Tape Mountain

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Language Master images - thanks to Ryan Stuewe for the actual photo

thank you to Ryan Stuewe for the rollover ghost image

Language Master Adoration and Propaganda Page

After every Activity Universal or Cosmonox or Spirit Duplicator show, there's always that guy with the beer who asks me "so what is that weird box with the cards?"

The Language Master was created a few decades ago and was used to teach kids reading, phonics, speech therapy, etc. It records a brief snippet of audio on a magnetic stripe on a punchcard-size piece of cardboard. There are two tracks, one for the teacher and one for the student.

How do I use it for making music, then? I record sound onto the tracks, either through the built-in microphone or through the line-in jack, and then play things back. It's easy to repeat phrases, make scratching sounds, or switch rapidly back and forth between two different audio tracks. Language Masters usually have an inconveniently located half-speed switch, which makes it easy to get octave-down rumbles or, alternately, octave-up rodent sounds. Depending on how I manipulate the card, I can get warbles, distortion, tremolo, scratches, and other tape effects.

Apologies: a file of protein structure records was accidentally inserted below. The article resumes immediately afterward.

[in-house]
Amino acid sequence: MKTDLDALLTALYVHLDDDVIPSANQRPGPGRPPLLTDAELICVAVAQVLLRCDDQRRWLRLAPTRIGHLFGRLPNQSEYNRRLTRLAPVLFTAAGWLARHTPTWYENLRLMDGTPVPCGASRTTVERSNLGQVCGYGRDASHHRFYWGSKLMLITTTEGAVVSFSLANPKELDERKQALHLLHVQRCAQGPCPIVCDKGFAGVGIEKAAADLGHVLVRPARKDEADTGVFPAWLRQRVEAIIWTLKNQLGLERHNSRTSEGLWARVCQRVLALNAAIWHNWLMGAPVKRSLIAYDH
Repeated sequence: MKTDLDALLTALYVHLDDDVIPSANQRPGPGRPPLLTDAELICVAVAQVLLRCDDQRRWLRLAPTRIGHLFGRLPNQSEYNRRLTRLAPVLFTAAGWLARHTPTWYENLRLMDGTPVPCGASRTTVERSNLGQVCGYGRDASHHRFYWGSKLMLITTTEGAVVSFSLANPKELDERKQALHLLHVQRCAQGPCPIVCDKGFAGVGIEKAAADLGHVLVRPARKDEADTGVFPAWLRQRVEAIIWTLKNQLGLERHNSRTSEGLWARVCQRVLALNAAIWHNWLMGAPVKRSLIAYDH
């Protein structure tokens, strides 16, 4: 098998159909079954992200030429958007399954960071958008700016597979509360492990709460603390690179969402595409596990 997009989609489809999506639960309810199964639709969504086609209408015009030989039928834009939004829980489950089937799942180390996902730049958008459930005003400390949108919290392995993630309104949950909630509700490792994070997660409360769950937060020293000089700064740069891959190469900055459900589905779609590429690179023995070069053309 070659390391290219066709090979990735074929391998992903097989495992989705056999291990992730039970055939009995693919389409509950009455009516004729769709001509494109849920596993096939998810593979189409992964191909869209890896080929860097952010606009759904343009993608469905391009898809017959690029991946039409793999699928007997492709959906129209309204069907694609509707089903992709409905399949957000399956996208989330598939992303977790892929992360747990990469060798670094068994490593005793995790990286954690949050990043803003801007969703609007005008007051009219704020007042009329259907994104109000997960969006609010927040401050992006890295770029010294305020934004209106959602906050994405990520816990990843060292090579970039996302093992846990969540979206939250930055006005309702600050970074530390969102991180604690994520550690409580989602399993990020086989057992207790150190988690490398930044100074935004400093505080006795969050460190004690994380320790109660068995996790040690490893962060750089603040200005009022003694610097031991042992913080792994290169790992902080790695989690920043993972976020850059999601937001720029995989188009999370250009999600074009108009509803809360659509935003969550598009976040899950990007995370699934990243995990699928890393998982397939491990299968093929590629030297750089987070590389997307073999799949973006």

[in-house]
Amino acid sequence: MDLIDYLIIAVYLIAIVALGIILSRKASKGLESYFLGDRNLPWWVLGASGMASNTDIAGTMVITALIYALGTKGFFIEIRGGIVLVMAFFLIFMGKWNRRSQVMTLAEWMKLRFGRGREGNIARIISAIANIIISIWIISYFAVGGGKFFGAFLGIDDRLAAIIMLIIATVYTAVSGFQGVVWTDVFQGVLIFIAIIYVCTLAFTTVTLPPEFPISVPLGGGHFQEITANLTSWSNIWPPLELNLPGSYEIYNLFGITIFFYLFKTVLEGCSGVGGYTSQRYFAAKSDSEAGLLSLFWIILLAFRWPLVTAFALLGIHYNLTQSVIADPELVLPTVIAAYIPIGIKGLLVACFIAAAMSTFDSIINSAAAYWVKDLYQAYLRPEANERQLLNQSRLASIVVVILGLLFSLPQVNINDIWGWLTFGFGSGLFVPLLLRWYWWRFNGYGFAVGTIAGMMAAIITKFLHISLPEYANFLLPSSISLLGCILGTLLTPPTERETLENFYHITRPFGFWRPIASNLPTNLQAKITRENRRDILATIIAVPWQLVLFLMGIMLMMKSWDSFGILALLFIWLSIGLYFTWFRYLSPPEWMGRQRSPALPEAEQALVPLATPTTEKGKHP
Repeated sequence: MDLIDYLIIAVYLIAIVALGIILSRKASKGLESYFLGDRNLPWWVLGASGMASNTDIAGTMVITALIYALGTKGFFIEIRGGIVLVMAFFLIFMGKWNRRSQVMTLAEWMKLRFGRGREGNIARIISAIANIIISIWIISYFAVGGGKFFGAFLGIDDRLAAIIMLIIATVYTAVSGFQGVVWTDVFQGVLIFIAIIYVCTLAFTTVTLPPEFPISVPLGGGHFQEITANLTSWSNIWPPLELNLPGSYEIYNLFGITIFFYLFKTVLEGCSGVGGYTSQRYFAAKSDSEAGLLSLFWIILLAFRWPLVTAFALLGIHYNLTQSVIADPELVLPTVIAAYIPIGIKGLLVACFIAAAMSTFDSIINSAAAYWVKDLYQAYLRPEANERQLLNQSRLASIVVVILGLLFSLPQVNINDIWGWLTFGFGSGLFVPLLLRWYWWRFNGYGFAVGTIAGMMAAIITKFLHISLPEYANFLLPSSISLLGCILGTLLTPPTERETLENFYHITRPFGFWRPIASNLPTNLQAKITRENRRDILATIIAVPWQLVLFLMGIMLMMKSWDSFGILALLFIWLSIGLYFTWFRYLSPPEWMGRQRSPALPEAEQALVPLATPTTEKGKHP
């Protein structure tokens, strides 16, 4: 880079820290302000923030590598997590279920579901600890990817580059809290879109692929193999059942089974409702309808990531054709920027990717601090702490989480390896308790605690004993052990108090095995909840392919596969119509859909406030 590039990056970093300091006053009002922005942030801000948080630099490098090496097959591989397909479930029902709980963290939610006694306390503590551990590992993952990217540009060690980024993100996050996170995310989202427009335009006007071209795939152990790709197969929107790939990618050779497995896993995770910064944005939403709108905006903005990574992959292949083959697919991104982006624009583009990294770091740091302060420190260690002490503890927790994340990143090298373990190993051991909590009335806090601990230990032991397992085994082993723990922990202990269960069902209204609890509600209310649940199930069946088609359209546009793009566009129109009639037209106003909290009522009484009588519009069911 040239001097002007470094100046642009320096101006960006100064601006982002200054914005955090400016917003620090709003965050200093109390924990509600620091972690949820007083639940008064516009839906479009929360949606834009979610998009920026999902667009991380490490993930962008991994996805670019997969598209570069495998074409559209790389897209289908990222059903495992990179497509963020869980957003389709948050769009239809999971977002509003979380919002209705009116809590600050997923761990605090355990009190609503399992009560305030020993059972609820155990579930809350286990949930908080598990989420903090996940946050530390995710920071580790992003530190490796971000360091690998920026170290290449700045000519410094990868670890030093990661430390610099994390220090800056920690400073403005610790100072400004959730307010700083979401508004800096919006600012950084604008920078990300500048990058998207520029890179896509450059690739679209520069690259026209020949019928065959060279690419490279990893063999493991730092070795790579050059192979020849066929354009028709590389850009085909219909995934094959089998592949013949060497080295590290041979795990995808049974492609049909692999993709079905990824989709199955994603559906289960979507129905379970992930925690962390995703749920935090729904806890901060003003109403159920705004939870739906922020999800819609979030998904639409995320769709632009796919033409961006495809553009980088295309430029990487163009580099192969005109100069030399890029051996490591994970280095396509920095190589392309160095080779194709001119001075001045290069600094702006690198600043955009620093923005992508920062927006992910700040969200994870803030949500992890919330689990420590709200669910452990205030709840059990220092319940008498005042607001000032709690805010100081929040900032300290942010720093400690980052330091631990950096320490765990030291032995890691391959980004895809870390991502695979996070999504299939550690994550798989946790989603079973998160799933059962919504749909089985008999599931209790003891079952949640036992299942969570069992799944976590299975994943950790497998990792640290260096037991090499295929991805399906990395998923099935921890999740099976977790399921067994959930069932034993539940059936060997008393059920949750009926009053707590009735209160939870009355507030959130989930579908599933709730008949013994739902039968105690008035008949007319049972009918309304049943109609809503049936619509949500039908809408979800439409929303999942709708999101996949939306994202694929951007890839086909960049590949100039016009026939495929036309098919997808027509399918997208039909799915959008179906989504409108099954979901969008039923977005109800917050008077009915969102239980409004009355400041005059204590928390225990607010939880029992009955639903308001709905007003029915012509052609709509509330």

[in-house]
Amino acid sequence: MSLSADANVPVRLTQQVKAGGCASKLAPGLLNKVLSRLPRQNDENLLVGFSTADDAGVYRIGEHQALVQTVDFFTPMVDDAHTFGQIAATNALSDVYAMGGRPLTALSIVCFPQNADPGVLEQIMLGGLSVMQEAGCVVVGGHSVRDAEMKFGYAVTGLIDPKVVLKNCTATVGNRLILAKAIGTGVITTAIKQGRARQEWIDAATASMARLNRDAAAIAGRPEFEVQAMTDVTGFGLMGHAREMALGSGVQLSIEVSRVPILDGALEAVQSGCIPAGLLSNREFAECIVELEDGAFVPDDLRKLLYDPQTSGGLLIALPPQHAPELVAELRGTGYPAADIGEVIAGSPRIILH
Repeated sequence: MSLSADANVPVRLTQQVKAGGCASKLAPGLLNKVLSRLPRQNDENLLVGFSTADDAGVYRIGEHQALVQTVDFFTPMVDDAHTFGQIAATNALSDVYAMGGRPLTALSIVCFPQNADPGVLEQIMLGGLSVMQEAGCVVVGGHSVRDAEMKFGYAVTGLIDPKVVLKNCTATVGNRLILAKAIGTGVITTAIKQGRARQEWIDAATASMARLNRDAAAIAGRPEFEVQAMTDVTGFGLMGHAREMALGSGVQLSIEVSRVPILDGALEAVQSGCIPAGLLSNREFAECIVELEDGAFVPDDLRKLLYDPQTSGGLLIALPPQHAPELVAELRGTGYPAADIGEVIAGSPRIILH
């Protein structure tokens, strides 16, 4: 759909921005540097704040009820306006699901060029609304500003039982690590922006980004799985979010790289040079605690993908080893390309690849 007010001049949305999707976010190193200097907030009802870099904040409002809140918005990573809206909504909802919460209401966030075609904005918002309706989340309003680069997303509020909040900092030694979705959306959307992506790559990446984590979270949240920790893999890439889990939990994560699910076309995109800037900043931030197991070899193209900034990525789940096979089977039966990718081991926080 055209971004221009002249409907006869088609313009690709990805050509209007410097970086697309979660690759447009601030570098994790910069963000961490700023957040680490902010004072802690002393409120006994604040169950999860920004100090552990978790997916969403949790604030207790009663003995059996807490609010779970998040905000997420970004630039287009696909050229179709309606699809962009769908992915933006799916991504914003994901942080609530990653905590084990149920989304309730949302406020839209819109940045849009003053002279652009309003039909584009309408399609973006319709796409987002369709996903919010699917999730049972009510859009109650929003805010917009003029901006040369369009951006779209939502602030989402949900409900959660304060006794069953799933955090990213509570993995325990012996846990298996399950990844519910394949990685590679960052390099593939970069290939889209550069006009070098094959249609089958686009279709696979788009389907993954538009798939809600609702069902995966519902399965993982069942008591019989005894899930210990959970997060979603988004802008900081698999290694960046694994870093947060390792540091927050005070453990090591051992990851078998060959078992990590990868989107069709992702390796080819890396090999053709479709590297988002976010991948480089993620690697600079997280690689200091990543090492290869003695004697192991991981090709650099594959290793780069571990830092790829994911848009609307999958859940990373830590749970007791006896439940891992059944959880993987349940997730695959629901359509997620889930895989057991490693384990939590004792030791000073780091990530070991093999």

All well and good, then - you're ready to go on some internet auction site and pick one up! But what are the bad things about the Language Master?

So why would anyone devote their musical life to this weird gadget that always breaks down and always breaks your heart? Here's a Language Master Manifesto:

Updated Feb. 3, 2017